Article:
jamie ulmer

Jamie Ulmer, managing artistic director at Community Players in Beatrice, waits to greet the audience before a recent performance of "The Rainmaker." Ulmer celebrates 20 years with the theater this month.

Sam Craig Daily Sun staff

Tall banks of snow were piled up alongside the road after a late-October blizzard through much of Colorado and Nebraska when Jamie Ulmer made his way to Beatrice.

Fresh out of college and on his way to what would become his new home, Ulmer was about to change the path ahead for Community Players in Beatrice.

Now, Ulmer is celebrating 20 years as the managing artistic director at Community Players, and things have changed--both for himself and for the theater.

In his time at Community Players, Ulmer has been a part of 135 shows—more than half of the shows ever produced at Community Players. Ulmer has participated by directing, designing and acting over the years, and he’s seen the number of shows produced increase from four a year to 10. He has also brought in three more employees and turned what used to be a drab auto shop into a well-lit downtown destination.

Ulmer graduated from Doane University with a degree in theater in 1997 and moved to Colorado to work as a newspaper reporter in a small town called Lamar. A friend of his mentioned that there was a job opening for an artistic director in Beatrice. It’s part of what he called his “radioactive spider bite origin story.”

“I saw the job listing for that and the job listing for a reporter at the Daily Sun,” Ulmer said. “I applied for and interviewed for both jobs on the same day. I was back in Nebraska for a family thing. That same Saturday afternoon, I interviewed at the Daily Sun then an hour later, I interviewed here for the theater job.”

He had some trouble finding the theater and drove up and down Ella Street twice before locating it. This was the era before GPS and cell phones, so he was relying on Mapquest directions he had printed out at home.

He ended up getting the job. Both of them, actually. The theater brought him on as managing artistic director and then-Daily-Sun-editor Diane Vicars hired him as a reporter.

He worked out a deal where he could be a newspaper reporter in the mornings and head to the theater every afternoon and evening.

“He's one of my great finds,” said Vicars, who is now the director of public relations at Beatrice Community Hospital. “I had just taken over as managing editor at the Daily Sun and I hired him. So, I'm very proud to say that I got him to Beatrice.”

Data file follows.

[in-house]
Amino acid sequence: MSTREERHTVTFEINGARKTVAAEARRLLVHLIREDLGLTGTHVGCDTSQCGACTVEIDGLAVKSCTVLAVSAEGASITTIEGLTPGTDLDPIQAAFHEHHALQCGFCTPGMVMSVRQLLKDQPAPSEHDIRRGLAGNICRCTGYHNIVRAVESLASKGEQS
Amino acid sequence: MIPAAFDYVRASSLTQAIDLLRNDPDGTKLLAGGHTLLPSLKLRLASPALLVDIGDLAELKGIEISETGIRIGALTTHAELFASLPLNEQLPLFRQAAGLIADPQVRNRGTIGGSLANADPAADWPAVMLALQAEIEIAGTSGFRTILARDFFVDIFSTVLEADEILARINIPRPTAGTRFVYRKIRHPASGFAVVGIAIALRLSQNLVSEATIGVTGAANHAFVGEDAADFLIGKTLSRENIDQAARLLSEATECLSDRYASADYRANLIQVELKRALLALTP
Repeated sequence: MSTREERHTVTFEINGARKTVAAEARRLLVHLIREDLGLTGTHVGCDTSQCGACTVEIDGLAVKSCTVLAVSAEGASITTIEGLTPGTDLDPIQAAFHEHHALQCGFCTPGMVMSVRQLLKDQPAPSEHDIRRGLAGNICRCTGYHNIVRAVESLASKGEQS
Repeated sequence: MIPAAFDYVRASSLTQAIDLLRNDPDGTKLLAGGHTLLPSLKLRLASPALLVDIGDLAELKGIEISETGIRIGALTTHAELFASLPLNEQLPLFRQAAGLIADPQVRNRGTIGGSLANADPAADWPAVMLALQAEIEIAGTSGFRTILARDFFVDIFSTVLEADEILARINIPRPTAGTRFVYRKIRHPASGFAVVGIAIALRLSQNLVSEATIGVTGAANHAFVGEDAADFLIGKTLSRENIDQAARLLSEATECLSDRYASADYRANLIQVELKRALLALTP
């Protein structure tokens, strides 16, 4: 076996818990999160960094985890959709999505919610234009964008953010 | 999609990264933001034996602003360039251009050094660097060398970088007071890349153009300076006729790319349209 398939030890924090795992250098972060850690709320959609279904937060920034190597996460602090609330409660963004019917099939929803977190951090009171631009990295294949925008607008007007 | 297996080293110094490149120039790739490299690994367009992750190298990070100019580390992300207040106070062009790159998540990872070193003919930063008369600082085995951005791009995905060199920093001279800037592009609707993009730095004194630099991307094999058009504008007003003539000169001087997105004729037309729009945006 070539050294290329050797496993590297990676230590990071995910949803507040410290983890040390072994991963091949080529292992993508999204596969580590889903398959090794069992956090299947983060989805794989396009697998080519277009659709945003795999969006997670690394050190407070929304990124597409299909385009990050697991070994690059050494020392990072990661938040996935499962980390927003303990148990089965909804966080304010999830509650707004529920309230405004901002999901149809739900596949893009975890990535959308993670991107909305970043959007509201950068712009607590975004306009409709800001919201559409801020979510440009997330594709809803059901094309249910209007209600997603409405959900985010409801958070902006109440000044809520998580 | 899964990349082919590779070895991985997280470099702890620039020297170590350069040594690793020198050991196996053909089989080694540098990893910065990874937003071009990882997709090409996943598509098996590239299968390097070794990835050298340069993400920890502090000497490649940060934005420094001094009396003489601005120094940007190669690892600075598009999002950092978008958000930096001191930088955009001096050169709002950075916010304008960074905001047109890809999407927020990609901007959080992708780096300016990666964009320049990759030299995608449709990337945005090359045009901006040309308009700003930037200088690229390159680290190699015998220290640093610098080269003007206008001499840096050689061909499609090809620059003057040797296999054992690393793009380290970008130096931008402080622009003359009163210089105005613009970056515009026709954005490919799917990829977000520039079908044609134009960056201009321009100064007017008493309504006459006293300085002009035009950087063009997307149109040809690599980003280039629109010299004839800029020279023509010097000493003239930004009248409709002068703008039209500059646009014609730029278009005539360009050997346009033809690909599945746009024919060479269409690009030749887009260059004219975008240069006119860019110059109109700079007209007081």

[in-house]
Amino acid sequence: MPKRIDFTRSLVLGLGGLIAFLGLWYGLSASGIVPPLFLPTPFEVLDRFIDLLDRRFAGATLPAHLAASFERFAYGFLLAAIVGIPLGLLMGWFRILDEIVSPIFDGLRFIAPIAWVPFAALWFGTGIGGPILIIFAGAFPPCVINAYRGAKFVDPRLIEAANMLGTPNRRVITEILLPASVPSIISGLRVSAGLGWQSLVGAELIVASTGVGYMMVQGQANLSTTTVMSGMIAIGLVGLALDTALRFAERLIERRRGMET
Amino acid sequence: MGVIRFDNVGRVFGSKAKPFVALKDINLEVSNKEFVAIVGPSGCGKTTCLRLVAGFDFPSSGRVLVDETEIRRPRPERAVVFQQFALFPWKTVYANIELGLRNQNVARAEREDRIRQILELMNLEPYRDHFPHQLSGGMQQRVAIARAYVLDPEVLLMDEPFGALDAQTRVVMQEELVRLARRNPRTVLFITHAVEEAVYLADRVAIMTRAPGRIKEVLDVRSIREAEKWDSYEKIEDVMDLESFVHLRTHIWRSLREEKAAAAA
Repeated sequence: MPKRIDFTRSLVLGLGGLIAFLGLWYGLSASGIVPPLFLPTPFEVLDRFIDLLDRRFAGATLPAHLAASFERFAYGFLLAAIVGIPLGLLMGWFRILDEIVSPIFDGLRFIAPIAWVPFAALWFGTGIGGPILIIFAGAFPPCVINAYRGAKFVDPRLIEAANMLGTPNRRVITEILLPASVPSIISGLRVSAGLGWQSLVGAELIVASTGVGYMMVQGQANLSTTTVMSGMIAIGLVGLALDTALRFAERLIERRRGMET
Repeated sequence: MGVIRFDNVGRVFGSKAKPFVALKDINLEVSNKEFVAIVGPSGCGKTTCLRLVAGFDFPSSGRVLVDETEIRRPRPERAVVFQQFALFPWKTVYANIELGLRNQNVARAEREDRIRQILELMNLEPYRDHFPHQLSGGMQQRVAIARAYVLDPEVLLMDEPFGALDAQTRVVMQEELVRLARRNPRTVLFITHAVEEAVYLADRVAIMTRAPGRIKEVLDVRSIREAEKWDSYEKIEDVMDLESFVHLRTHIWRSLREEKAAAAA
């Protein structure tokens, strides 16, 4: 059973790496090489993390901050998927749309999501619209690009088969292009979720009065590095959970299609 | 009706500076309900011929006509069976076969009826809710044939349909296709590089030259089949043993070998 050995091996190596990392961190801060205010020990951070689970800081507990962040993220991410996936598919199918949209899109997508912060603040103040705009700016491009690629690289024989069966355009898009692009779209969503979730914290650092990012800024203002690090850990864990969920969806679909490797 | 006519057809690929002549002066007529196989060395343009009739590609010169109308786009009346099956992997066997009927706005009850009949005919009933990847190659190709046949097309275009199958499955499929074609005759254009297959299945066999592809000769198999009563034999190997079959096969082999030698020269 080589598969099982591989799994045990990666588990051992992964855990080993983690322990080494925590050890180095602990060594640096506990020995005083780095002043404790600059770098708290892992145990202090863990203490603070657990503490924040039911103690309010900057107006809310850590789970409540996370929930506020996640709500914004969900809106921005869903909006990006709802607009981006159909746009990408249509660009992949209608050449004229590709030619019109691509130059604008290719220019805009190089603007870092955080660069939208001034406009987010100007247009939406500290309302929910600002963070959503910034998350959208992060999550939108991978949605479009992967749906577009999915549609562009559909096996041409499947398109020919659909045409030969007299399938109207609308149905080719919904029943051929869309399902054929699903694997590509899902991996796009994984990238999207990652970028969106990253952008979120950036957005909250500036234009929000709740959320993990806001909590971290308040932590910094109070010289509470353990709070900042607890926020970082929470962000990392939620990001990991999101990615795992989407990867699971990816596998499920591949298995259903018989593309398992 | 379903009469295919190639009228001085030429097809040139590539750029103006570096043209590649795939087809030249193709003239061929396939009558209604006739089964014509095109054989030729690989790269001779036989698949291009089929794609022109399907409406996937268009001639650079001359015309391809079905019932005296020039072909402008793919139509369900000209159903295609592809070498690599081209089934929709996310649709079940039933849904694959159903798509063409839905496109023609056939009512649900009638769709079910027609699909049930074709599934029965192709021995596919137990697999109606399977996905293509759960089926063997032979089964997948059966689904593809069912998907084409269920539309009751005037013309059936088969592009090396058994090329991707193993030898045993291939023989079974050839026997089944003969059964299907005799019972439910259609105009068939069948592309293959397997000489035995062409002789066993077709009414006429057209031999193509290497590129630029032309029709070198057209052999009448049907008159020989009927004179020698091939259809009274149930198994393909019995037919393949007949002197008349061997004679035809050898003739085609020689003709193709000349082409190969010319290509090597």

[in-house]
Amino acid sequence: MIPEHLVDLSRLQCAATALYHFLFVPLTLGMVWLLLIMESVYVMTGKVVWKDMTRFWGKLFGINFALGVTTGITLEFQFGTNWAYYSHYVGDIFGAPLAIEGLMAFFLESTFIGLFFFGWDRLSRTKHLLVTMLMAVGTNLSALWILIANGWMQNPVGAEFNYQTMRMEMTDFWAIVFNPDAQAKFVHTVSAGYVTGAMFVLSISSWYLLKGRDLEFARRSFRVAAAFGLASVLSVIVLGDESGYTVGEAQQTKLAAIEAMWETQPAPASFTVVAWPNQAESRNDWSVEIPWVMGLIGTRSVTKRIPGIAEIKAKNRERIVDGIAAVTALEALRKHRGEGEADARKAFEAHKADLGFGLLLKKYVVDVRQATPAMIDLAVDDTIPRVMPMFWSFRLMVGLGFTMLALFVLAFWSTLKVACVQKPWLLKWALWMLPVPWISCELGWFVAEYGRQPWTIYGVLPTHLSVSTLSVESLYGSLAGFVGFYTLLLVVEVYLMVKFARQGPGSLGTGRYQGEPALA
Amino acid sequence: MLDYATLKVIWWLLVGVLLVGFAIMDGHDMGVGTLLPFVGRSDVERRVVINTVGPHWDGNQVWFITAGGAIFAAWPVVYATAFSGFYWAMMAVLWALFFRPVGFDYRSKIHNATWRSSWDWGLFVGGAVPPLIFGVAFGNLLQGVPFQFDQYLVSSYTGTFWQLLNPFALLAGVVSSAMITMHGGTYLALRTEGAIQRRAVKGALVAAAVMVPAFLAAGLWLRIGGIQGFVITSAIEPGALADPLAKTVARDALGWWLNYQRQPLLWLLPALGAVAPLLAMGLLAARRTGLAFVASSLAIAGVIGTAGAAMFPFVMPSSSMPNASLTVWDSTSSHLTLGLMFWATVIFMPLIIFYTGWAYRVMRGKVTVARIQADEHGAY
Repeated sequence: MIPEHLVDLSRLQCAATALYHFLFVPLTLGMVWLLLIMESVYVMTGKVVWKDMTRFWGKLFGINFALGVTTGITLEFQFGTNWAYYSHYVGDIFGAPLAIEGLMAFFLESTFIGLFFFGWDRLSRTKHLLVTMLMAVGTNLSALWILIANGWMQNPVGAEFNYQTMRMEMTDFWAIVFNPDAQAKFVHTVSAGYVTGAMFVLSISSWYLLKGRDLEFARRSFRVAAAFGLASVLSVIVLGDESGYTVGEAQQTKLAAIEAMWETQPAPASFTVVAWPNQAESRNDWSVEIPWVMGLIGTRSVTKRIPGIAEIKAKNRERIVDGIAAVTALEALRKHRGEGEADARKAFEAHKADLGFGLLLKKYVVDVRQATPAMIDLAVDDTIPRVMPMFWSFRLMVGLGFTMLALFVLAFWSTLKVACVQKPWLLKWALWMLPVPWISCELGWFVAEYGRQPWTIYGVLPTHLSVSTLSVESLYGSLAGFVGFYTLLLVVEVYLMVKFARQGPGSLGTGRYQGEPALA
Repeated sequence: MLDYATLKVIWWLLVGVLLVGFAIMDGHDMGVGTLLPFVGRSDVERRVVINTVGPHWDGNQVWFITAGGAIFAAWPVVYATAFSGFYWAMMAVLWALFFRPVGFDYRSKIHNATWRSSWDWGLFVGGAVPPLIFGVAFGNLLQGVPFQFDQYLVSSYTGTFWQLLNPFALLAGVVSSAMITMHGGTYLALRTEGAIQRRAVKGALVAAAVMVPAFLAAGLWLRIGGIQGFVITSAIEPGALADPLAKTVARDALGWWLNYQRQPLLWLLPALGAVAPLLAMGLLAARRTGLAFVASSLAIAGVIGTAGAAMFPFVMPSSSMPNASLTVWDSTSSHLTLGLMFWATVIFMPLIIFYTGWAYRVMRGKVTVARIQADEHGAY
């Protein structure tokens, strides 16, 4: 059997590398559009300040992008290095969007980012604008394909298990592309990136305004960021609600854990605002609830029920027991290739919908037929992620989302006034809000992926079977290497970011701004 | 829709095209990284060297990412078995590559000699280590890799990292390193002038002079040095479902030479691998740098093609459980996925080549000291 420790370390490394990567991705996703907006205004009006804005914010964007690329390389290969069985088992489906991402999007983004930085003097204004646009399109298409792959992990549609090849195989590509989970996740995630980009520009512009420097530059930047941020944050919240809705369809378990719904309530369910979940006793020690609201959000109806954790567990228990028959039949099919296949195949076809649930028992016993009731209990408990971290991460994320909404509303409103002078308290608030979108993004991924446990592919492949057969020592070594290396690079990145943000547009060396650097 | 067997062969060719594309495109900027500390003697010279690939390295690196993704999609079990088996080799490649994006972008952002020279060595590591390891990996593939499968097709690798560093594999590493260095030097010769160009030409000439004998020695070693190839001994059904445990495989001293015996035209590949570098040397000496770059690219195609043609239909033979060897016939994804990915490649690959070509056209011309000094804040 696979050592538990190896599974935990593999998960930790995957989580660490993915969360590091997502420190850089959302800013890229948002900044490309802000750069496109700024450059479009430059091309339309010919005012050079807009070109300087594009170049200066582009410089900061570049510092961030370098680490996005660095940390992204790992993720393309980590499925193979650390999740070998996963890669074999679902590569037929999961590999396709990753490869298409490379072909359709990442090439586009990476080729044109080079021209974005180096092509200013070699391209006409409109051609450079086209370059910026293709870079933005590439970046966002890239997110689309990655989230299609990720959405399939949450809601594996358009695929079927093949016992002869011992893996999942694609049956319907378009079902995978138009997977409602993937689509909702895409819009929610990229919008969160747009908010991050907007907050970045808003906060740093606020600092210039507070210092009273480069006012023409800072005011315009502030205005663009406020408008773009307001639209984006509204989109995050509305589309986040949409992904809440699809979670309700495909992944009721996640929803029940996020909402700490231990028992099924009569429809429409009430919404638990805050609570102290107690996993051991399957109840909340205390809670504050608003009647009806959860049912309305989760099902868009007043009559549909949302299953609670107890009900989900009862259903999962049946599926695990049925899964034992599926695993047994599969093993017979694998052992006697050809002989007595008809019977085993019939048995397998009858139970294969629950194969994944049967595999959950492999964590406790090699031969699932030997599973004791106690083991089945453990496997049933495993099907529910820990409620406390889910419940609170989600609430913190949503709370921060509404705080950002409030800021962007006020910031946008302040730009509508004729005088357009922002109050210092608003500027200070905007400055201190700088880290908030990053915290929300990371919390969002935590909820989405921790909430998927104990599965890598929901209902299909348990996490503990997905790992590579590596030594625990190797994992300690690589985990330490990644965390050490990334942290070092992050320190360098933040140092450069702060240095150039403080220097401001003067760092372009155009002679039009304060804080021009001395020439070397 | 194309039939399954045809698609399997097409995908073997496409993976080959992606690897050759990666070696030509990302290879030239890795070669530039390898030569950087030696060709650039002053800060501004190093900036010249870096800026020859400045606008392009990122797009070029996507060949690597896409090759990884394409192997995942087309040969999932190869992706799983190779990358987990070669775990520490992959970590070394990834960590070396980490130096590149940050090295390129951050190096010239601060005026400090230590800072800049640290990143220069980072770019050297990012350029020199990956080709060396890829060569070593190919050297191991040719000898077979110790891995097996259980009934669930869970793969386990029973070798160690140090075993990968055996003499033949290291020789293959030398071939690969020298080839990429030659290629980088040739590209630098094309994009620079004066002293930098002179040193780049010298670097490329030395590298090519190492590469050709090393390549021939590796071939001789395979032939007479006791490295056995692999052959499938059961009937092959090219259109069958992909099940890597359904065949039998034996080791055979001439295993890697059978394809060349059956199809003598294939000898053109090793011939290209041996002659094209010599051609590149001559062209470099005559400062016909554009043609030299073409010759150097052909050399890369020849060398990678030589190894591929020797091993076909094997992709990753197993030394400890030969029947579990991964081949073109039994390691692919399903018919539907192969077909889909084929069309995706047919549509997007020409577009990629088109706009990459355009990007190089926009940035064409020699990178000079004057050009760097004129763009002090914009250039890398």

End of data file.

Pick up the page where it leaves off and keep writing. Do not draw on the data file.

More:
While she was thrilled to have had Ulmer working for her at the Daily Sun, she said she’d never forget how disappointed she was when he told her he was going to leave the paper to work full-time at Community Players. She said Beatrice is lucky to have him in the role and she’s glad he found his passion and his niche.

The very first show Ulmer directed was an adaptation of “A Christmas Carol” that only had five actors.

The schedule for that season was already picked out when Ulmer came aboard. He stepped in when his predecessor left after the first show of the season.

“There was a lot of fence-mending and organization-rebuilding that needed to happen,” Ulmer said. “I joke a little bit, but had I known then what I know now, I don't know if I would have taken the job.”

When he started, there wasn’t even a computer on his desk, he said, just an old manual typewriter. The desk he uses now in his office is the same, but it now houses a dual-monitor computer, more suited to the job.

Ulmer now wears several hats he didn’t before, when he started at Community Players. He said he still does the production, designing and directing that he did when he began, but in the 20 years since he started, he’s added more responsibilities.

It’s all about learning, Ulmer said. He’s now a social media manager, interacting with the public on Facebook and other social media platforms. He works with donors, takes charge of marketing and fundraising and manages the theater’s employees.